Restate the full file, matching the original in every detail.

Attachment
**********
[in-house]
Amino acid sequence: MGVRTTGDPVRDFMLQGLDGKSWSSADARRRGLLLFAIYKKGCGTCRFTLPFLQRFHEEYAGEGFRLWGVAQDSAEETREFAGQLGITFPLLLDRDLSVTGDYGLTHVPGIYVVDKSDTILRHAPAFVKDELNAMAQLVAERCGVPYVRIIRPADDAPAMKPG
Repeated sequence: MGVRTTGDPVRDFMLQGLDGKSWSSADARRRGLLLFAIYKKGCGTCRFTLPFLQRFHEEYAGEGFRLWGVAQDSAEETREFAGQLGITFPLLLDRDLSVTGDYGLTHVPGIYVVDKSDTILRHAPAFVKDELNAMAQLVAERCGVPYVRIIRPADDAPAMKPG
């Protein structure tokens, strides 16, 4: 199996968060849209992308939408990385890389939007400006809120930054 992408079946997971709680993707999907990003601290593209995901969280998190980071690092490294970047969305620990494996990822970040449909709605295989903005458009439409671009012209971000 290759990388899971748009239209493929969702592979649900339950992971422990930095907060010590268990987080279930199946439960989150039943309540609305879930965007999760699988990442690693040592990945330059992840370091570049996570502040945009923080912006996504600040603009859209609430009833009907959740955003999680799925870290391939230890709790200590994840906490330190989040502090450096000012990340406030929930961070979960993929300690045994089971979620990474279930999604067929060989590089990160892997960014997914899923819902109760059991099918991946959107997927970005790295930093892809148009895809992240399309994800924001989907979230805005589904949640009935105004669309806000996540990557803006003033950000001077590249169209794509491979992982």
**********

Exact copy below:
[in-house]
Amino acid sequence: MGVRTTGDPVRDFMLQGLDGKSWSSADARRRGLLLFAIYKKGCGTCRFTLPFLQRFHEEYAGEGFRLWGVAQDSAEETREFAGQLGITFPLLLDRDLSVTGDYGLTHVPGIYVVDKSDTILRHAPAFVKDELNAMAQLVAERCGVPYVRIIRPADDAPAMKPG
Repeated sequence: MGVRTTGDPVRDFMLQGLDGKSWSSADARRRGLLLFAIYKKGCGTCRFTLPFLQRFHEEYAGEGFRLWGVAQDSAEETREFAGQLGITFPLLLDRDLSVTGDYGLTHVPGIYVVDKSDTILRHAPAFVKDELNAMAQLVAERCGVPYVRIIRPADDAPAMKPG
């Protein structure tokens, strides 16, 4: 199996968060849209992308939408990385890389939007400006809120930054 992408079946997971709680993707999907990003601290593209995901969280998190980071690092490294970047969305620990494996990822970040449909709605295989903005458009439409671009012209971000 290759990388899971748009239209493929969702592979649900339950992971422990930095907060010590268990987080279930199946439960989150039943309540609305879930965007999760699988990442690693040592990945330059992840370091570049996570502040945009923080912006996504600040603009859209609430009833009907959740955003999680799925870290391939230890709790200590994840906490330190989040502090450096000012990340406030929930961070979960993929300690045994089971979620990474279930999604067929060989590089990160892997960014997914899923819902109760059991099918991946959107997927970005790295930093892809148009895809992240399309994800924001989907979230805005589904949640009935105004669309806000996540990557803006003033950000001077590249169209794509491979992982």